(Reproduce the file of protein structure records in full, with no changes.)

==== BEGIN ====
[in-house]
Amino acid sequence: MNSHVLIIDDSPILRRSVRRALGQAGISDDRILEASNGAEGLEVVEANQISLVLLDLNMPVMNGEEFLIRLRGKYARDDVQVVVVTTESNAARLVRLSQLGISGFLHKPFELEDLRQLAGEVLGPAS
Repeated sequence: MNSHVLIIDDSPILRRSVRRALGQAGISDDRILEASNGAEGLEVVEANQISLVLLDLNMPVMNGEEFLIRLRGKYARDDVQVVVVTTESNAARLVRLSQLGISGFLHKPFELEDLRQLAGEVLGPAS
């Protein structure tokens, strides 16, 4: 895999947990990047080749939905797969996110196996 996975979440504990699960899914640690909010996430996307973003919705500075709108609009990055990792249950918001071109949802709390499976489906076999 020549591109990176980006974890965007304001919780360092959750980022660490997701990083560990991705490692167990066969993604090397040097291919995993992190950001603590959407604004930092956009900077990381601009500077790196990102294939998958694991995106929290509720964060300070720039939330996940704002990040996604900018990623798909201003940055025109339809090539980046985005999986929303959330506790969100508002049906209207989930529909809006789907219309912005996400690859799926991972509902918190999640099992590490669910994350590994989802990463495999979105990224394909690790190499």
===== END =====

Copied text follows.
[in-house]
Amino acid sequence: MNSHVLIIDDSPILRRSVRRALGQAGISDDRILEASNGAEGLEVVEANQISLVLLDLNMPVMNGEEFLIRLRGKYARDDVQVVVVTTESNAARLVRLSQLGISGFLHKPFELEDLRQLAGEVLGPAS
Repeated sequence: MNSHVLIIDDSPILRRSVRRALGQAGISDDRILEASNGAEGLEVVEANQISLVLLDLNMPVMNGEEFLIRLRGKYARDDVQVVVVTTESNAARLVRLSQLGISGFLHKPFELEDLRQLAGEVLGPAS
């Protein structure tokens, strides 16, 4: 895999947990990047080749939905797969996110196996 996975979440504990699960899914640690909010996430996307973003919705500075709108609009990055990792249950918001071109949802709390499976489906076999 020549591109990176980006974890965007304001919780360092959750980022660490997701990083560990991705490692167990066969993604090397040097291919995993992190950001603590959407604004930092956009900077990381601009500077790196990102294939998958694991995106929290509720964060300070720039939330996940704002990040996604900018990623798909201003940055025109339809090539980046985005999986929303959330506790969100508002049906209207989930529909809006789907219309912005996400690859799926991972509902918190999640099992590490669910994350590994989802990463495999979105990224394909690790190499």